of the Official GED Practice Tests has an essay scoring guide.

See order information on the back page of this Bulletin.

 

 

TEST TWO: SOCIAL STUDIES

 

 

     The GED Social Studies Test contains multiple-choice

questions drawn from the following content areas.

 

   * History

 

   * Economics

 

   * Political Science

 

   * Geography

 

   * Behavioral Sciences

          anthropology

          psychology

          sociology

 

     (Note that there are different U.S. and Canadian versions

     of the GED Social Studies Test.)

 

     Most of the questions in the Social Studies Test refer to

information provided. The information may be a paragraph, or it

may be a chart, table, graph, map, cartoon, or figure. In every

case, to answer the questions in the Social Studies Test, you

must understand, use, analyze, or evaluate the information

provided.

 

 

Directions and Sample Questions for Social Studies

 

 

     Directions: Choose the one best answer to each item.

 

     Items 1 and 2 refer to the following information.

 

     Five amendments to the U.S. Constitution directly affect

voting qualifications.

 

     The Fifteenth Amendment, ratified in 1870, prohibited

states from using race or color as standards for determining

the right to vote.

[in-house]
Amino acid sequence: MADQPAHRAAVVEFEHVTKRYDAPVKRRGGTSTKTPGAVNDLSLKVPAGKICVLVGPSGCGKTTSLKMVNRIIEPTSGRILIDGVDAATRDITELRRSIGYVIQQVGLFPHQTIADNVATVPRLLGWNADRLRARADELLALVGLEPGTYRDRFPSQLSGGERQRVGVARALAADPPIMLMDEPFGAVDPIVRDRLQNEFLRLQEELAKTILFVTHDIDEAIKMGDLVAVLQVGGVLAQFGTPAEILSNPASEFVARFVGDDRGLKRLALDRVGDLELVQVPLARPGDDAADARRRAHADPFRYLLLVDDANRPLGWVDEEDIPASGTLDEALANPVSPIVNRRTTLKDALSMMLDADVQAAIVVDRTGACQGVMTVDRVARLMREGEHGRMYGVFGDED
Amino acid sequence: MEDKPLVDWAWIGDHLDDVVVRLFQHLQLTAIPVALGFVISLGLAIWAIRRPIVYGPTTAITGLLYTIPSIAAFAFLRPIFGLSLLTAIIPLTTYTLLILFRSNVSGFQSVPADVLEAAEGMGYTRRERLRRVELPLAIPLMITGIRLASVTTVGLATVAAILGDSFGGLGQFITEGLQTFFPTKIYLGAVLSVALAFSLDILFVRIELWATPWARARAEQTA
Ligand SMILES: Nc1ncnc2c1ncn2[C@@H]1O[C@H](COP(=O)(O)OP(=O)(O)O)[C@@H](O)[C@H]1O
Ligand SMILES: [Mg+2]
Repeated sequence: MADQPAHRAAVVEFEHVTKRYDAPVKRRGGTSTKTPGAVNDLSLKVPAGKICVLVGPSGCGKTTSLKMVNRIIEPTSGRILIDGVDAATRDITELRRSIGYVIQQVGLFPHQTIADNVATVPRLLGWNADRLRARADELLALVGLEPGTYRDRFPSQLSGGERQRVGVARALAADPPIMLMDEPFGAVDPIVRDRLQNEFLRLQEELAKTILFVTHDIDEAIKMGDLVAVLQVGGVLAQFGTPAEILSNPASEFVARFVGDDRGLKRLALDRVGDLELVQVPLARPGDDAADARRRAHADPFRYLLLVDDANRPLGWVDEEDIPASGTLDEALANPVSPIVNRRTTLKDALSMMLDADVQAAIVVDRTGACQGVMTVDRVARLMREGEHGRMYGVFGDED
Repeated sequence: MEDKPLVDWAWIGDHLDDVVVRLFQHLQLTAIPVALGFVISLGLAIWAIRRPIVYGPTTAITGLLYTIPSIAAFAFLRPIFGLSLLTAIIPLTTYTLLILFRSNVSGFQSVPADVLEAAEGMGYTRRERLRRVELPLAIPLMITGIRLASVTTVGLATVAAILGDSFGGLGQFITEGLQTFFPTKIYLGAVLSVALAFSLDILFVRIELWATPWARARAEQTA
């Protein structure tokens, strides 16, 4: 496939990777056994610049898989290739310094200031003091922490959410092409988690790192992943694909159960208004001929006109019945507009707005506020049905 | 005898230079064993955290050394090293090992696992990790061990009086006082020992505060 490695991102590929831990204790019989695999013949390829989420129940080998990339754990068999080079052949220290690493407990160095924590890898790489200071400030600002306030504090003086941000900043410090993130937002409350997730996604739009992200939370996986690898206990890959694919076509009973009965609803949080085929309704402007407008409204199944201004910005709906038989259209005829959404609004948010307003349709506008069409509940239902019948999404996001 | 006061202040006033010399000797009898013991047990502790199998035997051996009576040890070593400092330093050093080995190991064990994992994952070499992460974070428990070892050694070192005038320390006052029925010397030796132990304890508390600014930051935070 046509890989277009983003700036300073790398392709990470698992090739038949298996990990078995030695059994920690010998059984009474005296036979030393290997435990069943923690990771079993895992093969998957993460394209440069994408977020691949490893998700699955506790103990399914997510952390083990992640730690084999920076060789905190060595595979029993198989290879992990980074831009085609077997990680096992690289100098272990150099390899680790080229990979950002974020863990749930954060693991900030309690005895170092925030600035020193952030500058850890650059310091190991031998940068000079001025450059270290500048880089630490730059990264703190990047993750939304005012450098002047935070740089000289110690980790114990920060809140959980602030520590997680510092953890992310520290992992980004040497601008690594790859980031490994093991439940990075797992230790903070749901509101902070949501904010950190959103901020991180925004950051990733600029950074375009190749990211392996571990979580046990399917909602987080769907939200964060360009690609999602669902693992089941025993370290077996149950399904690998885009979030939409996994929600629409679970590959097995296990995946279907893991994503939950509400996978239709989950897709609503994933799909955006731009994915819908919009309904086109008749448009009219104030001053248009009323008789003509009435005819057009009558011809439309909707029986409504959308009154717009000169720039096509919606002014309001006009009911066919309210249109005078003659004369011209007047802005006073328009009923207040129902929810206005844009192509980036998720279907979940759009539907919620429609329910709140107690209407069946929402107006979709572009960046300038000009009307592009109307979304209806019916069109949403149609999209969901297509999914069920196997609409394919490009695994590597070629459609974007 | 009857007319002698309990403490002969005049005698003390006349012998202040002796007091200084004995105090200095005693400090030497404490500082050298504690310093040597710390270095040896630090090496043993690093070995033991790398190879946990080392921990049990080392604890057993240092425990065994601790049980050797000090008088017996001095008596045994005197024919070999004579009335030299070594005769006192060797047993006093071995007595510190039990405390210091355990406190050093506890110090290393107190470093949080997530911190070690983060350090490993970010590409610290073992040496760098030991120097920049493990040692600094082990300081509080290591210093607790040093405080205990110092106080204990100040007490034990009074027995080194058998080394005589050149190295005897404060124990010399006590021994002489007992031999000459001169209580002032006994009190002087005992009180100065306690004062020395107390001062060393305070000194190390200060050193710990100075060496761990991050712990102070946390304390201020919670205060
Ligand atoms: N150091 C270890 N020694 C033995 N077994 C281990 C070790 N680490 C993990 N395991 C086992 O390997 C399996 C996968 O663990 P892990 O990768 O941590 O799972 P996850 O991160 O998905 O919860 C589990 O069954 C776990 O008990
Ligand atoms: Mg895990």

The Nineteenth Amendment, ratified in 1920, prohibited the

states from using gender as a voting qualification.

 

     The Twenty-Third Amendment, ratified in 1961, granted the

residents of Washington, D.C., a voice in the selection of the

President and Vice President.

 

     The Twenty-Fourth Amendment, ratified in 1964, outlawed

the state poll tax as a requirement for voting in national

elections.

 

     The Twenty-Sixth Amendment, ratified in 1971, prohibited

states from denying the vote to anyone 18 years old or over.

 

 

  1. The overall effect of the five amendments was to extend

     the vote to

 

 

 (1) a larger portion of U.S. citizens

 

 (2) a limited number of citizens

 

 (3) tax-paying citizens

 

 (4) citizens qualified by race and gender

 

 (5) those citizens who must pay for the privilege

 

 

Correct Answer: 1

Difficulty Level: Easy

 

 

     To answer question 1 correctly, you must read and

understand all of the information provided regarding the five

amendments to the U.S. Constitution. Then you must decide which